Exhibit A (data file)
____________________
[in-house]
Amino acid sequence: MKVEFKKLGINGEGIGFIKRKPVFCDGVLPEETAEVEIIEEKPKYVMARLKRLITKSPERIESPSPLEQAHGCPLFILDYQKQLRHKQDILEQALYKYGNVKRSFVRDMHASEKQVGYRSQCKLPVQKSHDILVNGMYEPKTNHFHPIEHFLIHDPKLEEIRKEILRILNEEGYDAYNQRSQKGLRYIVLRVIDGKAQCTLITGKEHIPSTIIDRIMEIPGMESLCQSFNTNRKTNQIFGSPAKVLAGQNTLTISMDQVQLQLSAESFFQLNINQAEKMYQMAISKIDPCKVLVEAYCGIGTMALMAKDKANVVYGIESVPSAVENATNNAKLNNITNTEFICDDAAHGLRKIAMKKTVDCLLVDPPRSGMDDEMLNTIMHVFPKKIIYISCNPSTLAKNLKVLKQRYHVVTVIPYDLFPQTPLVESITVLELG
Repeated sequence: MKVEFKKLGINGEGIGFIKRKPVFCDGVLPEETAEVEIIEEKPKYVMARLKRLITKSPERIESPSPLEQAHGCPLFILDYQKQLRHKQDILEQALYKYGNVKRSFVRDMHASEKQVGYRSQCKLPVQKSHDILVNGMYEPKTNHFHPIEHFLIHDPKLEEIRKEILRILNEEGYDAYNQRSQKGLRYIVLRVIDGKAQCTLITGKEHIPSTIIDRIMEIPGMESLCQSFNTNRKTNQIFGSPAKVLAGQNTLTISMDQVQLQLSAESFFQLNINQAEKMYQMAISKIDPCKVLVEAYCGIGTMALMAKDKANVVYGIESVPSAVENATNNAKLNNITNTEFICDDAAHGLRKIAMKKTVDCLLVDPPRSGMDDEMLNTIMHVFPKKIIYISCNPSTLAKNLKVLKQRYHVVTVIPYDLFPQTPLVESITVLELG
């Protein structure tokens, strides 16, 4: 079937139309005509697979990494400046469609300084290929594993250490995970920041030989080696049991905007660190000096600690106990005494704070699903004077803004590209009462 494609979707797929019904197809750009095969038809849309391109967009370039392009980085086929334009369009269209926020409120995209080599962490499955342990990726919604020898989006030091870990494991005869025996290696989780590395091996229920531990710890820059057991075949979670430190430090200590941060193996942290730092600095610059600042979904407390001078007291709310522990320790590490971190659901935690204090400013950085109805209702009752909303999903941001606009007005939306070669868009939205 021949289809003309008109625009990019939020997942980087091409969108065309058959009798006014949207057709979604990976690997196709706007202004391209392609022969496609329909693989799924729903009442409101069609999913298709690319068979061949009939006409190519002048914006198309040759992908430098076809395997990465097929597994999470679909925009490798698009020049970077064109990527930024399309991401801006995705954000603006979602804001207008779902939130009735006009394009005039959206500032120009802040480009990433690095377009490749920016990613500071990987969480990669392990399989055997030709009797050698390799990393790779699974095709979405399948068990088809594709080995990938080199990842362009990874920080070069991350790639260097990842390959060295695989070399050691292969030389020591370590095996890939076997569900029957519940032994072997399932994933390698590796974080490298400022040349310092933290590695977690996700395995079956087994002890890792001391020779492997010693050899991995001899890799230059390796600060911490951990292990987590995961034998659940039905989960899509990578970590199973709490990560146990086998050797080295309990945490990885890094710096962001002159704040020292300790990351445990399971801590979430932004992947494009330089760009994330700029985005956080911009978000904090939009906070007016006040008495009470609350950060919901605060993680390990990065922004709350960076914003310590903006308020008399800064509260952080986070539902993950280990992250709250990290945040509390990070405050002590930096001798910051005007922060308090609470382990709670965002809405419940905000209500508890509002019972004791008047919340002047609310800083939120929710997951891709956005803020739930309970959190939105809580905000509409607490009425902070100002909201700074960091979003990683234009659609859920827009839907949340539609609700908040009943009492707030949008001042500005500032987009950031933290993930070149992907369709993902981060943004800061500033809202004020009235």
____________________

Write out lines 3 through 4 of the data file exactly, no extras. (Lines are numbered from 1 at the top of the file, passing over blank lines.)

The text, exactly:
Repeated sequence: MKVEFKKLGINGEGIGFIKRKPVFCDGVLPEETAEVEIIEEKPKYVMARLKRLITKSPERIESPSPLEQAHGCPLFILDYQKQLRHKQDILEQALYKYGNVKRSFVRDMHASEKQVGYRSQCKLPVQKSHDILVNGMYEPKTNHFHPIEHFLIHDPKLEEIRKEILRILNEEGYDAYNQRSQKGLRYIVLRVIDGKAQCTLITGKEHIPSTIIDRIMEIPGMESLCQSFNTNRKTNQIFGSPAKVLAGQNTLTISMDQVQLQLSAESFFQLNINQAEKMYQMAISKIDPCKVLVEAYCGIGTMALMAKDKANVVYGIESVPSAVENATNNAKLNNITNTEFICDDAAHGLRKIAMKKTVDCLLVDPPRSGMDDEMLNTIMHVFPKKIIYISCNPSTLAKNLKVLKQRYHVVTVIPYDLFPQTPLVESITVLELG
């Protein structure tokens, strides 16, 4: 079937139309005509697979990494400046469609300084290929594993250490995970920041030989080696049991905007660190000096600690106990005494704070699903004077803004590209009462 494609979707797929019904197809750009095969038809849309391109967009370039392009980085086929334009369009269209926020409120995209080599962490499955342990990726919604020898989006030091870990494991005869025996290696989780590395091996229920531990710890820059057991075949979670430190430090200590941060193996942290730092600095610059600042979904407390001078007291709310522990320790590490971190659901935690204090400013950085109805209702009752909303999903941001606009007005939306070669868009939205 021949289809003309008109625009990019939020997942980087091409969108065309058959009798006014949207057709979604990976690997196709706007202004391209392609022969496609329909693989799924729903009442409101069609999913298709690319068979061949009939006409190519002048914006198309040759992908430098076809395997990465097929597994999470679909925009490798698009020049970077064109990527930024399309991401801006995705954000603006979602804001207008779902939130009735006009394009005039959206500032120009802040480009990433690095377009490749920016990613500071990987969480990669392990399989055997030709009797050698390799990393790779699974095709979405399948068990088809594709080995990938080199990842362009990874920080070069991350790639260097990842390959060295695989070399050691292969030389020591370590095996890939076997569900029957519940032994072997399932994933390698590796974080490298400022040349310092933290590695977690996700395995079956087994002890890792001391020779492997010693050899991995001899890799230059390796600060911490951990292990987590995961034998659940039905989960899509990578970590199973709490990560146990086998050797080295309990945490990885890094710096962001002159704040020292300790990351445990399971801590979430932004992947494009330089760009994330700029985005956080911009978000904090939009906070007016006040008495009470609350950060919901605060993680390990990065922004709350960076914003310590903006308020008399800064509260952080986070539902993950280990992250709250990290945040509390990070405050002590930096001798910051005007922060308090609470382990709670965002809405419940905000209500508890509002019972004791008047919340002047609310800083939120929710997951891709956005803020739930309970959190939105809580905000509409607490009425902070100002909201700074960091979003990683234009659609859920827009839907949340539609609700908040009943009492707030949008001042500005500032987009950031933290993930070149992907369709993902981060943004800061500033809202004020009235």